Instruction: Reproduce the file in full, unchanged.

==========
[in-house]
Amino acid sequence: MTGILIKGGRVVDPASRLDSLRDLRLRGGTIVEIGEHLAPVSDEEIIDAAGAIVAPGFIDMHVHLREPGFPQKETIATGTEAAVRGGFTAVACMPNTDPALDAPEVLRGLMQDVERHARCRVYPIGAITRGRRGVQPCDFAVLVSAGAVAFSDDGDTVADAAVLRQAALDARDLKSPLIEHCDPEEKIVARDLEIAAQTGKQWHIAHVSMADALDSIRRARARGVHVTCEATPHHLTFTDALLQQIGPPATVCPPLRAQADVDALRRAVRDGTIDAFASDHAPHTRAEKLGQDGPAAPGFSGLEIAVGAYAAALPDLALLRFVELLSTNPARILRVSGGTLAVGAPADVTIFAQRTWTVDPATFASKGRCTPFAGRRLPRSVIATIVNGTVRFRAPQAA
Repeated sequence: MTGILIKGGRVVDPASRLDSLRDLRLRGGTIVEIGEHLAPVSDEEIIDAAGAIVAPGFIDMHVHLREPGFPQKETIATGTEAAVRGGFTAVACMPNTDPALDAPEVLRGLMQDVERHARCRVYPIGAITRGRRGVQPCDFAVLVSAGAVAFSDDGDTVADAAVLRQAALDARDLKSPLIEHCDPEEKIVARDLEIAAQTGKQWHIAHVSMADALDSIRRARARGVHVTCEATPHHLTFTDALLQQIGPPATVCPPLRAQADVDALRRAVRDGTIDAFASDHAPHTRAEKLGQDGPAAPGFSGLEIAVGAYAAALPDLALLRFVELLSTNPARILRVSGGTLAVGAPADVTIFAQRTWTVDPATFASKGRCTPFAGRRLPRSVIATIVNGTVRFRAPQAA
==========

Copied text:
[in-house]
Amino acid sequence: MTGILIKGGRVVDPASRLDSLRDLRLRGGTIVEIGEHLAPVSDEEIIDAAGAIVAPGFIDMHVHLREPGFPQKETIATGTEAAVRGGFTAVACMPNTDPALDAPEVLRGLMQDVERHARCRVYPIGAITRGRRGVQPCDFAVLVSAGAVAFSDDGDTVADAAVLRQAALDARDLKSPLIEHCDPEEKIVARDLEIAAQTGKQWHIAHVSMADALDSIRRARARGVHVTCEATPHHLTFTDALLQQIGPPATVCPPLRAQADVDALRRAVRDGTIDAFASDHAPHTRAEKLGQDGPAAPGFSGLEIAVGAYAAALPDLALLRFVELLSTNPARILRVSGGTLAVGAPADVTIFAQRTWTVDPATFASKGRCTPFAGRRLPRSVIATIVNGTVRFRAPQAA
Repeated sequence: MTGILIKGGRVVDPASRLDSLRDLRLRGGTIVEIGEHLAPVSDEEIIDAAGAIVAPGFIDMHVHLREPGFPQKETIATGTEAAVRGGFTAVACMPNTDPALDAPEVLRGLMQDVERHARCRVYPIGAITRGRRGVQPCDFAVLVSAGAVAFSDDGDTVADAAVLRQAALDARDLKSPLIEHCDPEEKIVARDLEIAAQTGKQWHIAHVSMADALDSIRRARARGVHVTCEATPHHLTFTDALLQQIGPPATVCPPLRAQADVDALRRAVRDGTIDAFASDHAPHTRAEKLGQDGPAAPGFSGLEIAVGAYAAALPDLALLRFVELLSTNPARILRVSGGTLAVGAPADVTIFAQRTWTVDPATFASKGRCTPFAGRRLPRSVIATIVNGTVRFRAPQAA